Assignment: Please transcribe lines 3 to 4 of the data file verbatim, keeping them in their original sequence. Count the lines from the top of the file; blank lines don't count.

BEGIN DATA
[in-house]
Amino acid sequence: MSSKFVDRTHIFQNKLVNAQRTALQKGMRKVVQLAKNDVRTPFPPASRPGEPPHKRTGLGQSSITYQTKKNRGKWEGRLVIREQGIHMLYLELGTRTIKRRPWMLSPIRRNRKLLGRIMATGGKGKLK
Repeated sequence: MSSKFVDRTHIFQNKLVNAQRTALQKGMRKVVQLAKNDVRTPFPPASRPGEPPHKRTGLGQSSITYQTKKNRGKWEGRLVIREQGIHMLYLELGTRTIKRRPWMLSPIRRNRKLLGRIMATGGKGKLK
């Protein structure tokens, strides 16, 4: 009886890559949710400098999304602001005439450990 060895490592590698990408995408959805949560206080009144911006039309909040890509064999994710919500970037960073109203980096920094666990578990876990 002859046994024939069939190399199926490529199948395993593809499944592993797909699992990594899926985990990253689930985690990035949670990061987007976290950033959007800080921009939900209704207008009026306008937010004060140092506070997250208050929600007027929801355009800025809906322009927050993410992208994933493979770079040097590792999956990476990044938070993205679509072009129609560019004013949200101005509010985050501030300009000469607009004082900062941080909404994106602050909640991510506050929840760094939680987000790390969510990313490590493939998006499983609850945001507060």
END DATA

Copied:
Repeated sequence: MSSKFVDRTHIFQNKLVNAQRTALQKGMRKVVQLAKNDVRTPFPPASRPGEPPHKRTGLGQSSITYQTKKNRGKWEGRLVIREQGIHMLYLELGTRTIKRRPWMLSPIRRNRKLLGRIMATGGKGKLK
């Protein structure tokens, strides 16, 4: 009886890559949710400098999304602001005439450990 060895490592590698990408995408959805949560206080009144911006039309909040890509064999994710919500970037960073109203980096920094666990578990876990 002859046994024939069939190399199926490529199948395993593809499944592993797909699992990594899926985990990253689930985690990035949670990061987007976290950033959007800080921009939900209704207008009026306008937010004060140092506070997250208050929600007027929801355009800025809906322009927050993410992208994933493979770079040097590792999956990476990044938070993205679509072009129609560019004013949200101005509010985050501030300009000469607009004082900062941080909404994106602050909640991510506050929840760094939680987000790390969510990313490590493939998006499983609850945001507060």